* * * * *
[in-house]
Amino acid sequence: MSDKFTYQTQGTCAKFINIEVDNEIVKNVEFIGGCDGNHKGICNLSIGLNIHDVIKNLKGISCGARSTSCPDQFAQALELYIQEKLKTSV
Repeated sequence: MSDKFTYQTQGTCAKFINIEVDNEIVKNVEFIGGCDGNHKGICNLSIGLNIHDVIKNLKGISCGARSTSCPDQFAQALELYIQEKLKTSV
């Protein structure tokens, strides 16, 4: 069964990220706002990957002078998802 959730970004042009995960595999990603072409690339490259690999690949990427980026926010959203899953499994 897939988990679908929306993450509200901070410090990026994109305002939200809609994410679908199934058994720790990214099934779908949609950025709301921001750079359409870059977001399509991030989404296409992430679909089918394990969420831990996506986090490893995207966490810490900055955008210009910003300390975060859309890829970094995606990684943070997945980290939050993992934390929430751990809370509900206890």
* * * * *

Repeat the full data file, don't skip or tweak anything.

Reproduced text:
[in-house]
Amino acid sequence: MSDKFTYQTQGTCAKFINIEVDNEIVKNVEFIGGCDGNHKGICNLSIGLNIHDVIKNLKGISCGARSTSCPDQFAQALELYIQEKLKTSV
Repeated sequence: MSDKFTYQTQGTCAKFINIEVDNEIVKNVEFIGGCDGNHKGICNLSIGLNIHDVIKNLKGISCGARSTSCPDQFAQALELYIQEKLKTSV
């Protein structure tokens, strides 16, 4: 069964990220706002990957002078998802 959730970004042009995960595999990603072409690339490259690999690949990427980026926010959203899953499994 897939988990679908929306993450509200901070410090990026994109305002939200809609994410679908199934058994720790990214099934779908949609950025709301921001750079359409870059977001399509991030989404296409992430679909089918394990969420831990996506986090490893995207966490810490900055955008210009910003300390975060859309890829970094995606990684943070997945980290939050993992934390929430751990809370509900206890």